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Buena Vista Home Video presents
"Keep your legs together and shut up, Billy Jean."
DVD ReviewProduced under the low-budget eye of the prolific master Roger Corman, this Depression-era crime story, Big Bad Mama, earned a cult status in 1974 more for the full frontal nudity of star Angie Dickinson than it did as overall B-movie entertainment.
All that tongue-waggling about an over-40 female actress frolicking buck naked became the film's seedy badge of honor over the years, and while that's all well and good, what tends to get overlooked is that Big Bad Mama is a refreshingly frank and demented little story about a mother trying to do right for her randy teenage daughters. The film is littered with lots of bouncy nudity and sex, wacky car chases, frequent machine gunfire, not to mention William Shatner. Like a jar of vitamins, it fulfills a number of genre requirements in near overdose capacity.
Directed by Steve Carver (Lone Wolf McQuade), Big Bad Mama has proud but poor Wilma McClatchie (Dickinson) inadvertently dragging her teenage daughters Billy Jean (Susan Sennett) and Polly (Robbie Lee) into a life of crime across 1932 Texas. Wilma's freewheeling ways eventually has her teaming up with frustrated bank robber Fred Diller (Tom Skerritt), who ends up sharing a bed each of the three McLatchie girls (and sometimes with more than one at a time). Their crimes get bolder, the machinegun battles louder and the banjo-accompanied jalopy chases exponentially longer as things build to a gloriously violent shootout where the bodies drop quicker than Dickinson's clothes.
It's interesting to see how casually the budding sexuality of Wilma's daughters gets bandied about so openly here, but as Mama isn't too shy, it's easy to see the apple hasn't fallen too far from the tree. Sennett and Lee have an "aw shucks" innocence that makes their more adult moves (like the aforementioned threesome) seem both natural and disturbing. And that's one of the longlasting leftfield charms of Big Bad Mama—it doesn't skimp on the edgy stuff that a lot of mainstream films might have just hinted at. What's stranger is that for a B-movie, there just isn't that blatant sense of an exploitative feel to all the sex and nudity. It's just there.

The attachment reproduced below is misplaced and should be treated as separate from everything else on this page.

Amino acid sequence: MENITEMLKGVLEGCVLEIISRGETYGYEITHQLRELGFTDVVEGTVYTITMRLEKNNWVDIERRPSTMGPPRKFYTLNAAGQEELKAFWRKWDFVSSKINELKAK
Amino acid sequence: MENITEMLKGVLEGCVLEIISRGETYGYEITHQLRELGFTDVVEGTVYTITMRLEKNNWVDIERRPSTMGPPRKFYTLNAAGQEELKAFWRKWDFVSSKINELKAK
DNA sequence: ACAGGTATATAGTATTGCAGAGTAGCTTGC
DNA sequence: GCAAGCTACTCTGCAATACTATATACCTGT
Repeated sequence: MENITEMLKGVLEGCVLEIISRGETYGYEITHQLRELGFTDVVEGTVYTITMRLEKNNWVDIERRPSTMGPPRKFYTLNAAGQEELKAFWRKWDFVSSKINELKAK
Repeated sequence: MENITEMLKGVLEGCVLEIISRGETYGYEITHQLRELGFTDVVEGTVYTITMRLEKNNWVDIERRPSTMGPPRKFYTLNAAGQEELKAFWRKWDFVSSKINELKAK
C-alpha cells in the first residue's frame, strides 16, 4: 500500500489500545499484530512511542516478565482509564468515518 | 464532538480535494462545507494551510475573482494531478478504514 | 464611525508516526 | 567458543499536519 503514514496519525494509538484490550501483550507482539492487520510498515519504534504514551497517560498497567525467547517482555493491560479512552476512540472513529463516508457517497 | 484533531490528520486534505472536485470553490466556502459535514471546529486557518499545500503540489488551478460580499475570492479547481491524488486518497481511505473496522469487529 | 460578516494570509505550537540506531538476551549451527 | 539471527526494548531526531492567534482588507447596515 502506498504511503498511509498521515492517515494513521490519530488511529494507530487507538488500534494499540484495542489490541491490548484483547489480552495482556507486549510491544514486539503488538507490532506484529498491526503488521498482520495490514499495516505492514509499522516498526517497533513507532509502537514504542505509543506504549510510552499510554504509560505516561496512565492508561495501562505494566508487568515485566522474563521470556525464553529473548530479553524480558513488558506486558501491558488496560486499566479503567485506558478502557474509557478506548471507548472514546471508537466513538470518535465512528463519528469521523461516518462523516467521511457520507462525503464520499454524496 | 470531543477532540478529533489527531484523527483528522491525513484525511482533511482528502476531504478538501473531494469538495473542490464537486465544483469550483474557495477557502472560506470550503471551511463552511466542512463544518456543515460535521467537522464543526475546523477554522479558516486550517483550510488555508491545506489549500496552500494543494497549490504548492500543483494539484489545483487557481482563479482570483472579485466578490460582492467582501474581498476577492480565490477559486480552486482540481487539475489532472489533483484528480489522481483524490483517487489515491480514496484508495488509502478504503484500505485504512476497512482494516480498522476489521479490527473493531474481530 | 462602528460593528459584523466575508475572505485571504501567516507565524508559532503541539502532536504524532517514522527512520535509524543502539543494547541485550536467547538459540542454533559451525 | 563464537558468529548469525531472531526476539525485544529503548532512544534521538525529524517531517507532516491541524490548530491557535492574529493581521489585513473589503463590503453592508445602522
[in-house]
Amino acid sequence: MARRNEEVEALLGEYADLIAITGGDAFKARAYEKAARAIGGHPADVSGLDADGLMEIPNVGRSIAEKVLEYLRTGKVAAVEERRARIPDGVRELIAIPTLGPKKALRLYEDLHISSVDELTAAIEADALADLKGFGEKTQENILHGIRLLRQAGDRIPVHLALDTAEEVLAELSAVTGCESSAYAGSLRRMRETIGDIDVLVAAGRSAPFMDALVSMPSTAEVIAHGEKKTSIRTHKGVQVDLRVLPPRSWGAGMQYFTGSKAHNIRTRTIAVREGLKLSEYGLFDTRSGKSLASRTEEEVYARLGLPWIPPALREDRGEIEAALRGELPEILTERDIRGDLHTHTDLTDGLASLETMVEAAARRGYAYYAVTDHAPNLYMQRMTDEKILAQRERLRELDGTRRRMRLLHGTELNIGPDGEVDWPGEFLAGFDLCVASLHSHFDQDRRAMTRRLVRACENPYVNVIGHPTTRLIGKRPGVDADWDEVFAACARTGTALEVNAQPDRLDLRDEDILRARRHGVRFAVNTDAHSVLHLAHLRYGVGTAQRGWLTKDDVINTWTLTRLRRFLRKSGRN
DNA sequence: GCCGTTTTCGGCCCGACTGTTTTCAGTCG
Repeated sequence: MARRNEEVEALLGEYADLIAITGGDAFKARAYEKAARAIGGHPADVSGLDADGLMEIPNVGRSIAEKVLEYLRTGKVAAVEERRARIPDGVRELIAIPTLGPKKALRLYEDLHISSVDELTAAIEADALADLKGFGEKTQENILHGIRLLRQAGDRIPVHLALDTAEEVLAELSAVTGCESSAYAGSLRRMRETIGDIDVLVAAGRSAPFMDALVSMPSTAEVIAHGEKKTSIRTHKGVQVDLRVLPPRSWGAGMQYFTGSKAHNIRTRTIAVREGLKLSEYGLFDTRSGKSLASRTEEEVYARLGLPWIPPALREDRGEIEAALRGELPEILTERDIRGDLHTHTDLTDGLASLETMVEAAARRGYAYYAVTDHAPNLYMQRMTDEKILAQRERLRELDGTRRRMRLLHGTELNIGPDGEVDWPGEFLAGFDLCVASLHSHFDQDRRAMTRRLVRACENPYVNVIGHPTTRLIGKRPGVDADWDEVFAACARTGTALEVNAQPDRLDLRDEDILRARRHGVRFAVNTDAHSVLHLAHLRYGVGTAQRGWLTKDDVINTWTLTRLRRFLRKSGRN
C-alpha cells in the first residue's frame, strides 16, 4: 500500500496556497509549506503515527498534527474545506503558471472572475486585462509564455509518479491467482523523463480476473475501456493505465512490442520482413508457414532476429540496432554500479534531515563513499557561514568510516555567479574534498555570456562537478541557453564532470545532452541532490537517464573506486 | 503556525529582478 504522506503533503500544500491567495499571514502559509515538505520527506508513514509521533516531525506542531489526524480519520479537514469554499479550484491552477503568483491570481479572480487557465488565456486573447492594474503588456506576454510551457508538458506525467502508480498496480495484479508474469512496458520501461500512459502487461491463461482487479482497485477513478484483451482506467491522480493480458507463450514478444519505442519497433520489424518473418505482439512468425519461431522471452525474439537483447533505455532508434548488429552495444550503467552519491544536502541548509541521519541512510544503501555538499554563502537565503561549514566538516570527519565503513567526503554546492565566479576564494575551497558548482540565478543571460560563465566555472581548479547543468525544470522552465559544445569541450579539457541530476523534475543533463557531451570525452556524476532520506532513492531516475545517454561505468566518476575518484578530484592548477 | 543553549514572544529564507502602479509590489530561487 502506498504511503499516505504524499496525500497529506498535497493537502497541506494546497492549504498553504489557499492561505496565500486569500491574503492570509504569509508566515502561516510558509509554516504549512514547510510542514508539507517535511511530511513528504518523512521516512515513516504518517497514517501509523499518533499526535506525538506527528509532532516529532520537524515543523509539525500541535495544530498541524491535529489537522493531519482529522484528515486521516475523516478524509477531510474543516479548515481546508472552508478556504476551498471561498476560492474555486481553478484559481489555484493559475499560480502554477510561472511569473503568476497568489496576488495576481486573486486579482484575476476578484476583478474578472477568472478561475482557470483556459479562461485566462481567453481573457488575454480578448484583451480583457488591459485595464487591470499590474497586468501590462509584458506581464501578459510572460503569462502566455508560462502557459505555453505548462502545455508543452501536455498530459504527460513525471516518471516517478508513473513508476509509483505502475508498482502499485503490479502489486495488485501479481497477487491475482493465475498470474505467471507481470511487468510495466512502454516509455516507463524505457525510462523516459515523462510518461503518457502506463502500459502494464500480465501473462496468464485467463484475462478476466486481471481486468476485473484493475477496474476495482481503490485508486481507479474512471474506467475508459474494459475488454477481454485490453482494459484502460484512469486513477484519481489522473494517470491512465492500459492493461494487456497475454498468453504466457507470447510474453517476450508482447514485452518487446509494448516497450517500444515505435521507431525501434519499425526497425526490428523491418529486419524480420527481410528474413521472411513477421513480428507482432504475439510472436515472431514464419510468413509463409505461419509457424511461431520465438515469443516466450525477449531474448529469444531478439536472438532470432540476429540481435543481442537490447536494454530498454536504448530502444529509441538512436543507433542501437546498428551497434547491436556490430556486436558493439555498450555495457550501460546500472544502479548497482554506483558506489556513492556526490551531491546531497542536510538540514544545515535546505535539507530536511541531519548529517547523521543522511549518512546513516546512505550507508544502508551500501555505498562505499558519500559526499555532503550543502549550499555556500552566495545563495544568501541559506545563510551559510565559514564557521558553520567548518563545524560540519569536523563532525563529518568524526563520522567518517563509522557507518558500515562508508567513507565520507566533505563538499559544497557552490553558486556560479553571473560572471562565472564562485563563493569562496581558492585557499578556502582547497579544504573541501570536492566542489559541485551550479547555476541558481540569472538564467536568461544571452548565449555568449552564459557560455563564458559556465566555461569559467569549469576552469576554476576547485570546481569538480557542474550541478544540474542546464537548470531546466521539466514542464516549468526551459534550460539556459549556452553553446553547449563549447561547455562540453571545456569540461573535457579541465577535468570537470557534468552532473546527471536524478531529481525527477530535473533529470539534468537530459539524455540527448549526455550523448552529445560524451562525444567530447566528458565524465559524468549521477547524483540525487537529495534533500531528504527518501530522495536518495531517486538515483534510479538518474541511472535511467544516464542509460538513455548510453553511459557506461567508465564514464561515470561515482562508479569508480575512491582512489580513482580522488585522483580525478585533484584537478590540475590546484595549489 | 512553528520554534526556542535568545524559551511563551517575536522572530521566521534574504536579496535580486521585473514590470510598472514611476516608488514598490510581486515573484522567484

This is one of Corman's most durable and enjoyable productions, a cheaply made guns-and-boobs period piece that revels in all of the campy B-movie clichés, while somehow projecting its own unique, left-of-center family values. Amazingly good stuff, with Dickinson in what is probably one of her bravest and most memorable roles.
Rating for Style: B+
Rating for Substance: A-
Image Transfer Review: The full-frame print here doesn't appear to have gone through any major restoration process, and there are frequent tiny specks and assorted nicks. None of these physical imperfections are severe, and are understandably age-related for a drive-in title like this. Colors seem soft, and black levels are murky in spots, but overall the film looks good, but not great.
Image Transfer Grade: B-
Audio Transfer Review: Audio is presented in 2.0 mono, and it's clean and fairly hiss-free. Not much to praise or condemn either way. It is a little tinny, especially for all that knee-slappin' banjo music and gunfire.
Audio Transfer Grade: B
Disc ExtrasAnimated menu with music
Scene Access with 14 cues and remote access
Subtitles/Captions in English with remote access
1 Original Trailer(s)
2 Other Trailer(s) featuring Flightplan, Casanova
1 Feature/Episode commentary by Roger Corman, Angie Dickinson
Extras Review: This new special edition carries a recommended commentary track from Roger Corman and Angie Dickinson, and it was nice to hear them treat Big Bad Mama like the classic that it is. Corman is always a treat, and he can make even his shoddiest products sound like Bergman, and Dickinson in particular seems to have great fondness for this film and the role, with all of its frequent nudity and nekkid romps.
Also included is the short but info-crammed Mama Knows Best: A Retrospective (14m:38s), with Corman, Dickinson, Shatner, director Steve Carver and writers Bill Norton and Frances Doel recalling this classic piece of drive-in goodness. Corman chats about the 20-day shooting schedule, Doel goes into the writing process, Dickinson talks glowingly of everyone but the sheriff, and Carver reveals low-budget secrets like painting the old cars one color on one side and a different color on the other in order to double the number of background vehicles. This really should have been longer.
There's a trailer for the feature, as well as for Flightplan and Casanova. The disc is cut into 14 chapters, with optional English subtitles.
Extras Grade: B+
Final CommentsHere's one of the true greats in the expansive Roger Corman-produced catalog; it's a sexy, violent romp full of decadence, crime, and twisted family values. One look at this and there could never, ever be a way to look at Angie Dickinson as anyone but bold and brazen Wilma McClatchie.
This special edition is long overdue, but it's here now, so enjoy. Highly recommended.
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